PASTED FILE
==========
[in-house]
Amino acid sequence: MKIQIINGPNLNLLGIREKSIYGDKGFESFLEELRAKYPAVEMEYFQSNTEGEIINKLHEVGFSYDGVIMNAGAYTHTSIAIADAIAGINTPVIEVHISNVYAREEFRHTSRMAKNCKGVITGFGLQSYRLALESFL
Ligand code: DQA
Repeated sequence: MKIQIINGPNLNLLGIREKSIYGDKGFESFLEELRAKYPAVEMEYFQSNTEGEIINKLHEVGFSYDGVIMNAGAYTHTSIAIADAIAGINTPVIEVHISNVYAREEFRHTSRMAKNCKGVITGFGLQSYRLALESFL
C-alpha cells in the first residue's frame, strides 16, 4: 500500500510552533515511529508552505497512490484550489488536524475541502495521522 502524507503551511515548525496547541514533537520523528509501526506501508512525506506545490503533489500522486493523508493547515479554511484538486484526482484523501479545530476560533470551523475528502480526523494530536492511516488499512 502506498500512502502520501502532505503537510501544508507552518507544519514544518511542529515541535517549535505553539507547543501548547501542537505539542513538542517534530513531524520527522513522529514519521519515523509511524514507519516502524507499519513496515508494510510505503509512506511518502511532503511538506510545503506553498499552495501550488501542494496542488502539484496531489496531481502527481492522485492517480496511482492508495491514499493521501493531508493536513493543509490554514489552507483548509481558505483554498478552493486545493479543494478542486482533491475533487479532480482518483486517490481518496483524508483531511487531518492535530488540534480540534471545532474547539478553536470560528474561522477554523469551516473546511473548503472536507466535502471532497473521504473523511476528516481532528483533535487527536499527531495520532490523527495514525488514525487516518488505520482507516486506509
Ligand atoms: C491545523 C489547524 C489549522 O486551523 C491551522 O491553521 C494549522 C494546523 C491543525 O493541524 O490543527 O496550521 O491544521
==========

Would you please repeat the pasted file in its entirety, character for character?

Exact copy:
[in-house]
Amino acid sequence: MKIQIINGPNLNLLGIREKSIYGDKGFESFLEELRAKYPAVEMEYFQSNTEGEIINKLHEVGFSYDGVIMNAGAYTHTSIAIADAIAGINTPVIEVHISNVYAREEFRHTSRMAKNCKGVITGFGLQSYRLALESFL
Ligand code: DQA
Repeated sequence: MKIQIINGPNLNLLGIREKSIYGDKGFESFLEELRAKYPAVEMEYFQSNTEGEIINKLHEVGFSYDGVIMNAGAYTHTSIAIADAIAGINTPVIEVHISNVYAREEFRHTSRMAKNCKGVITGFGLQSYRLALESFL
C-alpha cells in the first residue's frame, strides 16, 4: 500500500510552533515511529508552505497512490484550489488536524475541502495521522 502524507503551511515548525496547541514533537520523528509501526506501508512525506506545490503533489500522486493523508493547515479554511484538486484526482484523501479545530476560533470551523475528502480526523494530536492511516488499512 502506498500512502502520501502532505503537510501544508507552518507544519514544518511542529515541535517549535505553539507547543501548547501542537505539542513538542517534530513531524520527522513522529514519521519515523509511524514507519516502524507499519513496515508494510510505503509512506511518502511532503511538506510545503506553498499552495501550488501542494496542488502539484496531489496531481502527481492522485492517480496511482492508495491514499493521501493531508493536513493543509490554514489552507483548509481558505483554498478552493486545493479543494478542486482533491475533487479532480482518483486517490481518496483524508483531511487531518492535530488540534480540534471545532474547539478553536470560528474561522477554523469551516473546511473548503472536507466535502471532497473521504473523511476528516481532528483533535487527536499527531495520532490523527495514525488514525487516518488505520482507516486506509
Ligand atoms: C491545523 C489547524 C489549522 O486551523 C491551522 O491553521 C494549522 C494546523 C491543525 O493541524 O490543527 O496550521 O491544521